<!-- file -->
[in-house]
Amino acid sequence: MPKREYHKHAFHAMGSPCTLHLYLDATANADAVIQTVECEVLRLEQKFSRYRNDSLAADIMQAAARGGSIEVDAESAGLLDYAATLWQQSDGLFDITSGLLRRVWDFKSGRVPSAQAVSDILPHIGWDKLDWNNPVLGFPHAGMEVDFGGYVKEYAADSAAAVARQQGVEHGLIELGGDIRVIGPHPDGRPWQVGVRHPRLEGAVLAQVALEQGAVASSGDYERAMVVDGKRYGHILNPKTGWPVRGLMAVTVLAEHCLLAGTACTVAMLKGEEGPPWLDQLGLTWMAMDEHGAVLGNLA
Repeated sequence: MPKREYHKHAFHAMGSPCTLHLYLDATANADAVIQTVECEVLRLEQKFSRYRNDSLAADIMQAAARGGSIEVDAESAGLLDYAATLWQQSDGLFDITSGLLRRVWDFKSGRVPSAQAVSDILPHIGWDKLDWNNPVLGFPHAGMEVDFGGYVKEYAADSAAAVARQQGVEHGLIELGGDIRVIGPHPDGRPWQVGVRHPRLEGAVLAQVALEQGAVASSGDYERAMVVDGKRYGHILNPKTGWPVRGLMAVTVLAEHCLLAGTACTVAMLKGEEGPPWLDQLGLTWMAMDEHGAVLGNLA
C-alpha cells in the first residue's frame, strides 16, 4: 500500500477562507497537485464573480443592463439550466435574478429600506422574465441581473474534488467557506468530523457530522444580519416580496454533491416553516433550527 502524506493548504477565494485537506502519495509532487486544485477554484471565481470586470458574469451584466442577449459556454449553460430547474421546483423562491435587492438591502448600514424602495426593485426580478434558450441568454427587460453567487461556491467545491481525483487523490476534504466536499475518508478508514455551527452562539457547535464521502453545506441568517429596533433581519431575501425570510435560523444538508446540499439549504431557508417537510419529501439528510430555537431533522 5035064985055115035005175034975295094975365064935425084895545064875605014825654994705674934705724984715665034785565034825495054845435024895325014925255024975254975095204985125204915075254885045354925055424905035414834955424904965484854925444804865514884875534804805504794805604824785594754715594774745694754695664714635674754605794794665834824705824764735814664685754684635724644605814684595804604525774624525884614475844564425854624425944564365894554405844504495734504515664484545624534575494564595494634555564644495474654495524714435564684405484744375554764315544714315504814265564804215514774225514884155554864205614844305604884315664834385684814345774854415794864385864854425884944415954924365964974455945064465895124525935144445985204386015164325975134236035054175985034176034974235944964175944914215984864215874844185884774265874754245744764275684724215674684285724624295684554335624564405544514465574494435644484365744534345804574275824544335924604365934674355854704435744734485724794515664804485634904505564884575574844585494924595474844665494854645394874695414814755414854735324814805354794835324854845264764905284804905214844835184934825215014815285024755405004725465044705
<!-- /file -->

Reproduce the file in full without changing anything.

[in-house]
Amino acid sequence: MPKREYHKHAFHAMGSPCTLHLYLDATANADAVIQTVECEVLRLEQKFSRYRNDSLAADIMQAAARGGSIEVDAESAGLLDYAATLWQQSDGLFDITSGLLRRVWDFKSGRVPSAQAVSDILPHIGWDKLDWNNPVLGFPHAGMEVDFGGYVKEYAADSAAAVARQQGVEHGLIELGGDIRVIGPHPDGRPWQVGVRHPRLEGAVLAQVALEQGAVASSGDYERAMVVDGKRYGHILNPKTGWPVRGLMAVTVLAEHCLLAGTACTVAMLKGEEGPPWLDQLGLTWMAMDEHGAVLGNLA
Repeated sequence: MPKREYHKHAFHAMGSPCTLHLYLDATANADAVIQTVECEVLRLEQKFSRYRNDSLAADIMQAAARGGSIEVDAESAGLLDYAATLWQQSDGLFDITSGLLRRVWDFKSGRVPSAQAVSDILPHIGWDKLDWNNPVLGFPHAGMEVDFGGYVKEYAADSAAAVARQQGVEHGLIELGGDIRVIGPHPDGRPWQVGVRHPRLEGAVLAQVALEQGAVASSGDYERAMVVDGKRYGHILNPKTGWPVRGLMAVTVLAEHCLLAGTACTVAMLKGEEGPPWLDQLGLTWMAMDEHGAVLGNLA
C-alpha cells in the first residue's frame, strides 16, 4: 500500500477562507497537485464573480443592463439550466435574478429600506422574465441581473474534488467557506468530523457530522444580519416580496454533491416553516433550527 502524506493548504477565494485537506502519495509532487486544485477554484471565481470586470458574469451584466442577449459556454449553460430547474421546483423562491435587492438591502448600514424602495426593485426580478434558450441568454427587460453567487461556491467545491481525483487523490476534504466536499475518508478508514455551527452562539457547535464521502453545506441568517429596533433581519431575501425570510435560523444538508446540499439549504431557508417537510419529501439528510430555537431533522 5035064985055115035005175034975295094975365064935425084895545064875605014825654994705674934705724984715665034785565034825495054845435024895325014925255024975254975095204985125204915075254885045354925055424905035414834955424904965484854925444804865514884875534804805504794805604824785594754715594774745694754695664714635674754605794794665834824705824764735814664685754684635724644605814684595804604525774624525884614475844564425854624425944564365894554405844504495734504515664484545624534575494564595494634555564644495474654495524714435564684405484744375554764315544714315504814265564804215514774225514884155554864205614844305604884315664834385684814345774854415794864385864854425884944415954924365964974455945064465895124525935144445985204386015164325975134236035054175985034176034974235944964175944914215984864215874844185884774265874754245744764275684724215674684285724624295684554335624564405544514465574494435644484365744534345804574275824544335924604365934674355854704435744734485724794515664804485634904505564884575574844585494924595474844665494854645394874695414814755414854735324814805354794835324854845264764905284804905214844835184934825215014815285024755405004725465044705